If this had been a case on summary judgment, and there were uniform consumer surveys that said that everyone's cool with having a full 25% of the product below the line, I'd be okay with the result.  I'd be surprised, admittedly.  But were that the state of the evidence, well, it is what it is.  Maybe at the high end of the lip balm industry people are fine with 25%, or 50%, or 99% (or whatever) wasting away in the tube.  Not me, mind you.  I'm likely hacked off once the number starts hitting the double digits.  And I'd call myself a reasonable -- indeed, informed -- consumer.  But I admit I'm not the kind of guy who pumps his lips full of lip balm, and if all of those people are happy with 99% wasted, so be it.  Summary judgment.

But this is a 12(b)(6) motion.  The Ninth Circuit decides, as a matter of law, that no reasonable consumer could possibly care or be deceived about a product that says it contains 4.4 grams of product but in fact is deliberately designed so you can only get at 75% of it.

I'll have to respectfully disagree with that.  'Cause I think I'd be precisely such a consumer.  And can readily conceive that there might be at least one of me who might buy this particular product.

Hence the need for actual evidence.

At some point, I could get on Judge Tashima's bandwagon.  At 1% loss, I'd be on board for saying that no reasonable consumer would be deceived.  Ditto for 5%.

And I can't tell you exactly where I'd end.  Might change from product to product.

But I can tell you that at 25%, we're way past the line.  At least for me to dismiss a lawsuit as a matter of law.

It's a pernicious opinion.  Consumers should be informed.  Manufacturers shouldn't have an incentive to employ designs that force you to buy more than you intend.  God forbid that Pringles start getting packaged in a Chapstick-like tube where you've got to dig out a quarter of the Pringles with a fork.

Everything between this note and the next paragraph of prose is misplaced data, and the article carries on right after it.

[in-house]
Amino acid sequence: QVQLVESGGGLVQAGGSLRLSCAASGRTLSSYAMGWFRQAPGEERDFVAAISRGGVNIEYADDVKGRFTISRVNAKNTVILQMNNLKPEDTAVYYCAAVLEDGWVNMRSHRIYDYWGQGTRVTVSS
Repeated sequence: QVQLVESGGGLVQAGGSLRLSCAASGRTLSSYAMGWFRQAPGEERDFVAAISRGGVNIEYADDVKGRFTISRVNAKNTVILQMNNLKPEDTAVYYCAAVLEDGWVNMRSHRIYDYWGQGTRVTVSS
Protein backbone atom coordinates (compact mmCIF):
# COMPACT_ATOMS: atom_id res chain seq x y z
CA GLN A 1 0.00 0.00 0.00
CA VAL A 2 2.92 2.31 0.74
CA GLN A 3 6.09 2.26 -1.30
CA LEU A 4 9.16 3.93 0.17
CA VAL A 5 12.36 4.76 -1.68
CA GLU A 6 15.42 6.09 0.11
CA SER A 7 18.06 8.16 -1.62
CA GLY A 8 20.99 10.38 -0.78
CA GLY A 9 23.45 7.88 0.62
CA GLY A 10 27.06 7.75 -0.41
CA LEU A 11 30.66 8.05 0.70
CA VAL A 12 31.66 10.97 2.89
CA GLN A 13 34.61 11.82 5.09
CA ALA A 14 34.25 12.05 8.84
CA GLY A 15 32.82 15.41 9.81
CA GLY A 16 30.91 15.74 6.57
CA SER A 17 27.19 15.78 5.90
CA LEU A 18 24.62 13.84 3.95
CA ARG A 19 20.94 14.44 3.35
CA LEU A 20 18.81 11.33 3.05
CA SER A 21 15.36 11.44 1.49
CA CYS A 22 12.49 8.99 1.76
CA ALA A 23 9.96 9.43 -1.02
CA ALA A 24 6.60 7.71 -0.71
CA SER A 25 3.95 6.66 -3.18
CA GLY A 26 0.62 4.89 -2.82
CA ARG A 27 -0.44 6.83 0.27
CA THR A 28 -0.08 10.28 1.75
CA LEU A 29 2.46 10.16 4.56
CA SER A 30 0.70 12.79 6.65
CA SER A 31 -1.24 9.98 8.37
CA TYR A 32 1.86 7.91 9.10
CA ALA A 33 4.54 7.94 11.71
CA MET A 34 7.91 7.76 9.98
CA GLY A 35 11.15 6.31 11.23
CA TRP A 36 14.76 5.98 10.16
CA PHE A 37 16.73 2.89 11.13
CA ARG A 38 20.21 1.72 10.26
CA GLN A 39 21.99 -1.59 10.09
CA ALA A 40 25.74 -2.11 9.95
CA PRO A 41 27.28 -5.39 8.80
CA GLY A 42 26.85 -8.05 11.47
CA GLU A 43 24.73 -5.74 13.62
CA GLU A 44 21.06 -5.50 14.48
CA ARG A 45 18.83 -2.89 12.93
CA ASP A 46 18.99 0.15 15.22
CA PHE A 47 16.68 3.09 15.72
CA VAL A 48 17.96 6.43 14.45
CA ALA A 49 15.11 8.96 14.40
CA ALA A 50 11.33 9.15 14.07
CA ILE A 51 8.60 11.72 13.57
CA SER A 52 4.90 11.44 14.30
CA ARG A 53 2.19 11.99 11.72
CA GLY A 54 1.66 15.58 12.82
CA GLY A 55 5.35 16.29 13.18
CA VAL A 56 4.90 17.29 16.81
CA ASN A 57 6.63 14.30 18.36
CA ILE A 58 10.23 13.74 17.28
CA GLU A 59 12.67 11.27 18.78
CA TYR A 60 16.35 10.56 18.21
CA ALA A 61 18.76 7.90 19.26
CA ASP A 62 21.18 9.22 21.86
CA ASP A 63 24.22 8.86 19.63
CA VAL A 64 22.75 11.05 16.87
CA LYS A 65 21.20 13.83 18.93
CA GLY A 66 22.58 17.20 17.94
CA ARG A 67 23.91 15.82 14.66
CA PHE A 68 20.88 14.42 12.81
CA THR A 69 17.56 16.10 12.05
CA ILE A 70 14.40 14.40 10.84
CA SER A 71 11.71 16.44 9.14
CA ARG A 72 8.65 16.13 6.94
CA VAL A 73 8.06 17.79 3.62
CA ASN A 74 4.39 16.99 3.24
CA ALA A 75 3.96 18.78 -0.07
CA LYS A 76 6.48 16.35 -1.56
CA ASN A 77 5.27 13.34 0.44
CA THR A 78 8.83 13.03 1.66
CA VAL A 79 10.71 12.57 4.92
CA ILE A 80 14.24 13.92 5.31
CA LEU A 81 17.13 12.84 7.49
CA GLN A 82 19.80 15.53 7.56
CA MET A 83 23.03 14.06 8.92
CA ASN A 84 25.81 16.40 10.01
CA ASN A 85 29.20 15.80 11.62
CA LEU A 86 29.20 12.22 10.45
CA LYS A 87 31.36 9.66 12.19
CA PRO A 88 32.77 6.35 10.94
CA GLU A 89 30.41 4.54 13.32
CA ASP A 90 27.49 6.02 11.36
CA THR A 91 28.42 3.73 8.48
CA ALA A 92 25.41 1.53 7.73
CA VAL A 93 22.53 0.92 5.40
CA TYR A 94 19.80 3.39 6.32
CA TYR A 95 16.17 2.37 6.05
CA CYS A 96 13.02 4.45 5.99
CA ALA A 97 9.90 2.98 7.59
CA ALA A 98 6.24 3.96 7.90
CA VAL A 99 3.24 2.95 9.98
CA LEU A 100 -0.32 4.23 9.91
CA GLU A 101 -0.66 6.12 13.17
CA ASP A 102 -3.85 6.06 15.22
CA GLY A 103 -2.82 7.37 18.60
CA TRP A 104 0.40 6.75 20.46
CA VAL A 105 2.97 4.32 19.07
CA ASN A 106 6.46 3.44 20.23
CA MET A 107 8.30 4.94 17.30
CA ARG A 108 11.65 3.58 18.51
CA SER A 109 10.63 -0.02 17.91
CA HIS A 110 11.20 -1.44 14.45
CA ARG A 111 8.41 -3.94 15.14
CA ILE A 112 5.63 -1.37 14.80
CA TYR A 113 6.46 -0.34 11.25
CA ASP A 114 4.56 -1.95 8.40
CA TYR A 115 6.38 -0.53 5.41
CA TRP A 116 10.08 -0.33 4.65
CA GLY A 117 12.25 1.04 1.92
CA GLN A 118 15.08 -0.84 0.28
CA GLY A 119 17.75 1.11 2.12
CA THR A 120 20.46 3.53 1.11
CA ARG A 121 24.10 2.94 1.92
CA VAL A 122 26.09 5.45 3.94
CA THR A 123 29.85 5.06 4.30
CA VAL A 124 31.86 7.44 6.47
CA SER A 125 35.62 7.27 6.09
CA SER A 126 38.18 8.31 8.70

So I don't like this one.  It seems wrong to me to decide this as a matter of law.

It's an opinion that makes the marketplace less informed, not more.  Less efficient, even.

That's bad.

Tuesday, March 15, 2016

People v. Appleton (Cal. Ct. App. - March 15, 2016)

You get used to seeing a certain pattern in these types of cases.  Today's opinion breaks the pattern in a couple of different ways:

"At the time of the offense, defendant was a 43-year-old computer technology worker in Mountain View. In July 2013, John Doe contacted the police and made the following statement. In early 2013, he met defendant through Grindr. Doe was 16 years old at the time. For several months, defendant and Doe maintained a consensual relationship that involved kissing, handholding, and sleeping together, but no further sexual conduct. In July 2013, Doe stayed at defendant’s residence for several days. Around midnight on July 12, defendant and Doe were sleeping in defendant’s bed when two male friends of defendant entered the bedroom. The three men forced Doe to orally copulate them over a period of about 15 to 20 minutes. Doe left the residence at around 1:00 a.m. and called the police later that night. He told another witness one of the men had forcibly sodomized him.

Doe declined a SART exam. After he expressed suicidal thoughts, he was taken into custody under Welfare and Institutions Code section 5150.